A Greenwood family will have more money to pay their bills by taking their three children to school for some of their meals this summer.
Cassandra Robinson has lived in the Clark-Pleasant school district for two years with her husband and three kids. Earlier this year she was concerned about how her family would afford the cost of food for everyone while her husband, a truck driver, was out of work for two months.
This summer Robinson found out about the summer feeding program at Pleasant Crossing Elementary School. The school provides free lunch to anyone 18 and under during the summer. And that means Robinson and her husband can save about $200 per week on groceries.
“Financially it’s saved us. Times are hard,” she said.
Last year Clark-Pleasant, Franklin and Greenwood schools all sponsored a summer feeding program and served a total of more than 30,000 meals. On average, Clark-Pleasant fed more than 200 students each day at each of its five sites, and this summer that number has climbed to between
350 and 400 students on some days, food service director Kim Combs said.
The number of students at Franklin’s four sites has also increased this summer, but officials do not yet have the number of visits per day, food service director Jill Overton said.
One reason Clark-Pleasant’s numbers are up is because Combs has worked to get the word out about the program.
Schools’ summer feeding programs are funded based on the number of students who receive meals each day, and Clark-Pleasant served enough lunches last year to have the money to advertise this year’s program. Fliers were sent home with students a week before the end of school, and Combs also rented signs to post outside the sites where food is served for two weeks.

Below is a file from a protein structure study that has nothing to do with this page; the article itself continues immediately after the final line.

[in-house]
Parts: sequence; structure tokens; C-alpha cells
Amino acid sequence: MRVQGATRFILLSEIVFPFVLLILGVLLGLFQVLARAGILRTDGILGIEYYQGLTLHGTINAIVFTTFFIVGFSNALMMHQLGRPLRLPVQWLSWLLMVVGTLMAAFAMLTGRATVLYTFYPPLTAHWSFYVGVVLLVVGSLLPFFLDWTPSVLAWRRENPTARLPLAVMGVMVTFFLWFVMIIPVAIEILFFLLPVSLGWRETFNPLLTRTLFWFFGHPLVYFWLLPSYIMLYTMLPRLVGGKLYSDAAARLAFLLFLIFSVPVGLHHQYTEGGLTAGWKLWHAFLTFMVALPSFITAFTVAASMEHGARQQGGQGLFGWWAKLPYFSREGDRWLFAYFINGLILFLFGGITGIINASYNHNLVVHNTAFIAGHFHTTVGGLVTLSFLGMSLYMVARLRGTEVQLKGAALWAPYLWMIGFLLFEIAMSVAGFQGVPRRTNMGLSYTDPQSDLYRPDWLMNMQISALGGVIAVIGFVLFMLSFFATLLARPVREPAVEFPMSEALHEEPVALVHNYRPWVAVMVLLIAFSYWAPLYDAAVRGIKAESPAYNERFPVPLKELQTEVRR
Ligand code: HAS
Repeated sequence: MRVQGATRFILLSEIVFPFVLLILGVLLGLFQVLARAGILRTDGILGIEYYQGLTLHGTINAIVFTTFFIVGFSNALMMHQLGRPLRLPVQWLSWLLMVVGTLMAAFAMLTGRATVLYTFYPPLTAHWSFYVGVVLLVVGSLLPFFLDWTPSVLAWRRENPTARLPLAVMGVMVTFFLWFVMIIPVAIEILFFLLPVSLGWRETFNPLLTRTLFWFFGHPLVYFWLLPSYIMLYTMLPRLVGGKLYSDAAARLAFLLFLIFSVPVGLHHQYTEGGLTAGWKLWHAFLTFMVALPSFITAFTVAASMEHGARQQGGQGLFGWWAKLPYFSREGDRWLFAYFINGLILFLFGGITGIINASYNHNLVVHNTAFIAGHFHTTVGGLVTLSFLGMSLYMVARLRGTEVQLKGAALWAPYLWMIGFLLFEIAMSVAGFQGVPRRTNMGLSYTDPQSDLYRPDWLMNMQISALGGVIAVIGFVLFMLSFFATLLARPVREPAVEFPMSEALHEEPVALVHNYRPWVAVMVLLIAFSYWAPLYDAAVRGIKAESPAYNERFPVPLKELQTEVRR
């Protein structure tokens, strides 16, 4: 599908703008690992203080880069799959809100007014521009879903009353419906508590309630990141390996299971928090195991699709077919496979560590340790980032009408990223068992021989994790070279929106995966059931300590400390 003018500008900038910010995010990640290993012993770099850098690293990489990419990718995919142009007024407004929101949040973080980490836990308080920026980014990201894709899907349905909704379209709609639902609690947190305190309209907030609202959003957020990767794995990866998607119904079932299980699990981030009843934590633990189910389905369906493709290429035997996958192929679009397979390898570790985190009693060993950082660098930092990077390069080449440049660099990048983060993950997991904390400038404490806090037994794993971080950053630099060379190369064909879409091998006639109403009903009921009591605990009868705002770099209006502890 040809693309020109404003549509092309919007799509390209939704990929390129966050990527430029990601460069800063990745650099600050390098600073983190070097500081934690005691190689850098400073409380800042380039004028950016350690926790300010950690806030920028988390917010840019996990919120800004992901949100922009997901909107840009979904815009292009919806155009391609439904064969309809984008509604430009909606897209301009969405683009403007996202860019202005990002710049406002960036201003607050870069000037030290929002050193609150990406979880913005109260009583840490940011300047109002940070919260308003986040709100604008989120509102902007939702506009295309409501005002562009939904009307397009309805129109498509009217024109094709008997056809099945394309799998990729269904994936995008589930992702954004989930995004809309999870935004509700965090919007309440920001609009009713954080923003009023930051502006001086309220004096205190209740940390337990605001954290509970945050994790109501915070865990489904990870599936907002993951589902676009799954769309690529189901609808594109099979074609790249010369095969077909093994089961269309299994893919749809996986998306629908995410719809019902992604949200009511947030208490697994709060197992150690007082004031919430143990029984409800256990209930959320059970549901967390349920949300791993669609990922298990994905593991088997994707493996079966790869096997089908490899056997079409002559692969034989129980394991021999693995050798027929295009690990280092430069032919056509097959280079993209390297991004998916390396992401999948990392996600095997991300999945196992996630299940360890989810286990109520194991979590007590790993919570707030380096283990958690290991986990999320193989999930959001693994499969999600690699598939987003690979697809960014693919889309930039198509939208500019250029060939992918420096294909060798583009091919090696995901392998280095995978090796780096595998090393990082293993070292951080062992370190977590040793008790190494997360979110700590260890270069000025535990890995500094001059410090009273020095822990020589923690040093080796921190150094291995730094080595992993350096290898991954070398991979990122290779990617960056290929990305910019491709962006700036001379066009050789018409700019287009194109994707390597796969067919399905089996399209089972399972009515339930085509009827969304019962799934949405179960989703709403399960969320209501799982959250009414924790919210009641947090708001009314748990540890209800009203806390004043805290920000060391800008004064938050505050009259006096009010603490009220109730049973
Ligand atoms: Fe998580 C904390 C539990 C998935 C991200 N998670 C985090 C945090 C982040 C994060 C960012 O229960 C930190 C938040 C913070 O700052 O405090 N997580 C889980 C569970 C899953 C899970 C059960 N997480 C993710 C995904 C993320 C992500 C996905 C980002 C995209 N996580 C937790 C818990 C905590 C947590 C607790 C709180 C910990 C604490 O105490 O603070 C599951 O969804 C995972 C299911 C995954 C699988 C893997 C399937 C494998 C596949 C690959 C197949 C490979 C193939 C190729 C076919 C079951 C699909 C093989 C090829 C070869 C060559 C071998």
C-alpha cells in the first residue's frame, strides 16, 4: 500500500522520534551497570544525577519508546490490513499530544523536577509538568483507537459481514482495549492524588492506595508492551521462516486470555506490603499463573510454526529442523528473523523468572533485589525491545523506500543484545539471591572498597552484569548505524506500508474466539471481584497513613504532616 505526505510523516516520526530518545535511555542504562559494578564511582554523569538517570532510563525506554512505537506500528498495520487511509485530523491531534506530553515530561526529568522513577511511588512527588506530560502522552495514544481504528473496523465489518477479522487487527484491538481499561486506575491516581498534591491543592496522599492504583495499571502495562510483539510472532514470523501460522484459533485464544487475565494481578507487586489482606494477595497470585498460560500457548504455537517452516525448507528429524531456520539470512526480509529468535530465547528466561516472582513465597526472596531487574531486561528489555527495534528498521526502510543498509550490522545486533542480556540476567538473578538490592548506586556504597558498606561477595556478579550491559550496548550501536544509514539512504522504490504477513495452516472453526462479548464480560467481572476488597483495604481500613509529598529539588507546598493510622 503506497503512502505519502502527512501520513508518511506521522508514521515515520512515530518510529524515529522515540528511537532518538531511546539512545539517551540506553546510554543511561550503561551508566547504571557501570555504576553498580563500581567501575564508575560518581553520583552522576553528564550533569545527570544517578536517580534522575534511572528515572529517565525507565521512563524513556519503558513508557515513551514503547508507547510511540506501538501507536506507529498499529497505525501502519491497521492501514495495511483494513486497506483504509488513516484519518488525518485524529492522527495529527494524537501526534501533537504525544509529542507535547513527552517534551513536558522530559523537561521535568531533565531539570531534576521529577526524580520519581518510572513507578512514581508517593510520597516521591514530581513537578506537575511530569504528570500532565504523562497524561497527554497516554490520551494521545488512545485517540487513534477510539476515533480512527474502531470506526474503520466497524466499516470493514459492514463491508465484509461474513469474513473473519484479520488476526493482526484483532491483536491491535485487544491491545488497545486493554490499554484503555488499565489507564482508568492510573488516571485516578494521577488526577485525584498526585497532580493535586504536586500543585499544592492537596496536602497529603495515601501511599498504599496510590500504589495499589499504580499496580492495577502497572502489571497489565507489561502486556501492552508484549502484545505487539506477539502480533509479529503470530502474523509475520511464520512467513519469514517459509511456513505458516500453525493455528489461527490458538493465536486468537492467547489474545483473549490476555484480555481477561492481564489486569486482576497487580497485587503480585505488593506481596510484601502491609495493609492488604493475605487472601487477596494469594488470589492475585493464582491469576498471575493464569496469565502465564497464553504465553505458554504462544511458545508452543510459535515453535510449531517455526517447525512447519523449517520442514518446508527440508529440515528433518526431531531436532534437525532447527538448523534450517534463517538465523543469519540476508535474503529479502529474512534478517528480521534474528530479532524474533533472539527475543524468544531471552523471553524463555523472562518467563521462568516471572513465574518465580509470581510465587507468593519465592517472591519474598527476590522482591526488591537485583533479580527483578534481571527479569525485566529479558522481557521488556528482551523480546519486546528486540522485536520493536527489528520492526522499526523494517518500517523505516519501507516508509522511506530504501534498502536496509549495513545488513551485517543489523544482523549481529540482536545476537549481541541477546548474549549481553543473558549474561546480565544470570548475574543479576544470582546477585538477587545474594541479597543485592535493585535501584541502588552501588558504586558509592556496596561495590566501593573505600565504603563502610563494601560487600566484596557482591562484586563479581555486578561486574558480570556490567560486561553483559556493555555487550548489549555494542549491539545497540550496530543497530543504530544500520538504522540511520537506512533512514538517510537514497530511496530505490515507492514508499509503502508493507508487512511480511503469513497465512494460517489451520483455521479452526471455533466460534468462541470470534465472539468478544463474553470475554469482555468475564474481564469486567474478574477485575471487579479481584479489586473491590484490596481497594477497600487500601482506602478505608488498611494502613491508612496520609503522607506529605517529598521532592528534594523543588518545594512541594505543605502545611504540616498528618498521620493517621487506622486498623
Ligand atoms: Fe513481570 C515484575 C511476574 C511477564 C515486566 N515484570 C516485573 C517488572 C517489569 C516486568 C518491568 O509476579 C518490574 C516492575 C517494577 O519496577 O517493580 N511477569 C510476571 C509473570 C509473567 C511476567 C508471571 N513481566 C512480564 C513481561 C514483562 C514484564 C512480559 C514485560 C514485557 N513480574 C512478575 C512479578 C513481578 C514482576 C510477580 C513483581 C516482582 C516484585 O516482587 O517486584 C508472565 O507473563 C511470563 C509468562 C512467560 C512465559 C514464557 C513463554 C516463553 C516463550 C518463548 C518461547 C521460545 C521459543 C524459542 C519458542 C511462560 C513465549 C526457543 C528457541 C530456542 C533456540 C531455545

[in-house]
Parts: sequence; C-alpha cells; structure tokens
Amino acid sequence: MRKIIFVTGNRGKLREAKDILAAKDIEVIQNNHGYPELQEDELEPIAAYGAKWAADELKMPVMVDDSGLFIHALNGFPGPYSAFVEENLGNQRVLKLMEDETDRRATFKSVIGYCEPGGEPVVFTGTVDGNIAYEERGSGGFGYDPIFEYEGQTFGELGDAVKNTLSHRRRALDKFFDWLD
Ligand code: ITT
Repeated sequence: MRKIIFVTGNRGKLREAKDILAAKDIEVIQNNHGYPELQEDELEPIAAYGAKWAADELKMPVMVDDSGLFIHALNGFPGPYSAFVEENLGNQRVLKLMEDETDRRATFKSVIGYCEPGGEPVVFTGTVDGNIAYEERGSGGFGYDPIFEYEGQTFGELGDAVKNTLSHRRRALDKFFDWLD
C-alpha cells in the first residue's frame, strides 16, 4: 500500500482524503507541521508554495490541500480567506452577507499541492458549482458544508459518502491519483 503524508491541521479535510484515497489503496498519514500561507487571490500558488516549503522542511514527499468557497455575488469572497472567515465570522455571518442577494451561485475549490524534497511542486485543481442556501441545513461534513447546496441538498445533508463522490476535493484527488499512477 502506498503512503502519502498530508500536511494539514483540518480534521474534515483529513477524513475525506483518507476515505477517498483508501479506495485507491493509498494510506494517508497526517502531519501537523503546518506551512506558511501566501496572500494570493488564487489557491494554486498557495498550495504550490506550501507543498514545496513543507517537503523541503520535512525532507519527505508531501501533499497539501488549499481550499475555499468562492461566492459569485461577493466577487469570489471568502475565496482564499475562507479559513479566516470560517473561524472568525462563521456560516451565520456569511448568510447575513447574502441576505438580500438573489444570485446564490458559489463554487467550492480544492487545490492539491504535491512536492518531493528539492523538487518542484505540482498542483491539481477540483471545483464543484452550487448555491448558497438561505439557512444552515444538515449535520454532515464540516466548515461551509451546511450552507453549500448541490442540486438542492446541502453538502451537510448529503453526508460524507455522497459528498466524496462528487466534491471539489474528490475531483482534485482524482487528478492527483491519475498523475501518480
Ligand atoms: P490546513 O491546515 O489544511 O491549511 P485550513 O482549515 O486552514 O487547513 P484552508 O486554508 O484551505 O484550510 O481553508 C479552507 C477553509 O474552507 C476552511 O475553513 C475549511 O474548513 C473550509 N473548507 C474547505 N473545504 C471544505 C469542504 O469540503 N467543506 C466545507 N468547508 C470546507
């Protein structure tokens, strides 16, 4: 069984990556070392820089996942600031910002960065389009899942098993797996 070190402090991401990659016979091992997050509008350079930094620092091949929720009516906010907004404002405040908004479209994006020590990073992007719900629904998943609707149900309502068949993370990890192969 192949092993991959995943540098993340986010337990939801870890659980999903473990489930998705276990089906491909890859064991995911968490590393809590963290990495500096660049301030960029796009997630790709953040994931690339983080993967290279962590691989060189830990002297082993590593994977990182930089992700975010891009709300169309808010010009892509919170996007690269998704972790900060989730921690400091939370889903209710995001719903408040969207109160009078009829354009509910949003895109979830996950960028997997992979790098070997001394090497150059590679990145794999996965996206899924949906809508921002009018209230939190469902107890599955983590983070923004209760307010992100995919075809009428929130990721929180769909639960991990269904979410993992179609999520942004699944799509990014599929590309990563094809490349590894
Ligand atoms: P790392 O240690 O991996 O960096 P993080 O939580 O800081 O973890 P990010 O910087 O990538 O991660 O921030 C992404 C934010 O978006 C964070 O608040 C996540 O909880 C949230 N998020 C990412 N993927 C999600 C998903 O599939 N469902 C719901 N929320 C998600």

“It’s just hard to know what media people are going to see. It’s on the Web page, but not everybody does that,” Combs said.
“You’ve just got to find new, creative ways to get the information out there.”
The signs were what got Robinson’s attention. By going to the school for meals, she is saving money and has more time to spend with her kids.
Robinson spends part of her summer mornings reviewing summer school lessons with her three children. Last summer, she didn’t feel she had time to work on lessons with her children, then ages 1, 4 and 6, when she was planning for and preparing three meals a day for five people.
With lunches now coming from Pleasant Crossing five days a week, she has time to review the summer school lessons in the morning and take the kids to the park in the afternoon.
“Feeding your kids lunch seven days a week can be hectic. And expensive,” Robinson said.
And with the money the family is saving, she is hopeful the family can afford a trip to an amusement park.
School districts need between 25 and 50 students to arrive for lunch each day to afford the cost of food, equipment and employees for the summer programs. Clark-Pleasant has an average of between 70 and 80 students arriving at its five sites, while Franklin has between 95 and 225 at its four sites.
More children come to Northwood Elementary School in Franklin, where students ages 6 through 12 are attending a summer activities program, and others are studying to improve their scores on the IREAD-3 exam. Those students also are staying for meals, Combs and Overton said.
Combs used money for advertising that wasn’t needed to buy food or pay employees. She and Overton also purchased kitchen equipment and insulated carriers to make sure food was getting to all of the sites at the proper temperature.
Combs is also hoping to spend more money advertising so that more families will know about the program next summer.
“I feel like it’s been a success, and I’d like to continue this. We’ve had enough kids that show we’re being a benefit to the community,” Combs said.